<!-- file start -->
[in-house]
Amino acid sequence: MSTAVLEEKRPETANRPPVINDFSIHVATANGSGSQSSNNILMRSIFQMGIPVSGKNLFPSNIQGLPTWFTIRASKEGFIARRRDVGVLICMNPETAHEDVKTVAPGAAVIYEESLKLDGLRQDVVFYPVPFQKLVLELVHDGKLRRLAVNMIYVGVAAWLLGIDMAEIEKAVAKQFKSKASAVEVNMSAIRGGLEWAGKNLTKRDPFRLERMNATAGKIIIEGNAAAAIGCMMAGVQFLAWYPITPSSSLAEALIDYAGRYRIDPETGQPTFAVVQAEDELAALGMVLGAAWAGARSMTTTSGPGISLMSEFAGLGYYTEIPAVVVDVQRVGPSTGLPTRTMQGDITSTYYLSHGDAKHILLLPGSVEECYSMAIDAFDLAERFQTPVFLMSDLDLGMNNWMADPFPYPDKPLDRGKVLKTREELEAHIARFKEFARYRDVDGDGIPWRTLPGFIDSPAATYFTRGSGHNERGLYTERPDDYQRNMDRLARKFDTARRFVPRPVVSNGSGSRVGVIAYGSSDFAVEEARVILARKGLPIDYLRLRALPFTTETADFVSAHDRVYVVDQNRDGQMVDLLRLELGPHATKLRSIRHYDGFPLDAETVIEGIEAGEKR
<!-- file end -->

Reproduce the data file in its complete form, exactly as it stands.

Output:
[in-house]
Amino acid sequence: MSTAVLEEKRPETANRPPVINDFSIHVATANGSGSQSSNNILMRSIFQMGIPVSGKNLFPSNIQGLPTWFTIRASKEGFIARRRDVGVLICMNPETAHEDVKTVAPGAAVIYEESLKLDGLRQDVVFYPVPFQKLVLELVHDGKLRRLAVNMIYVGVAAWLLGIDMAEIEKAVAKQFKSKASAVEVNMSAIRGGLEWAGKNLTKRDPFRLERMNATAGKIIIEGNAAAAIGCMMAGVQFLAWYPITPSSSLAEALIDYAGRYRIDPETGQPTFAVVQAEDELAALGMVLGAAWAGARSMTTTSGPGISLMSEFAGLGYYTEIPAVVVDVQRVGPSTGLPTRTMQGDITSTYYLSHGDAKHILLLPGSVEECYSMAIDAFDLAERFQTPVFLMSDLDLGMNNWMADPFPYPDKPLDRGKVLKTREELEAHIARFKEFARYRDVDGDGIPWRTLPGFIDSPAATYFTRGSGHNERGLYTERPDDYQRNMDRLARKFDTARRFVPRPVVSNGSGSRVGVIAYGSSDFAVEEARVILARKGLPIDYLRLRALPFTTETADFVSAHDRVYVVDQNRDGQMVDLLRLELGPHATKLRSIRHYDGFPLDAETVIEGIEAGEKR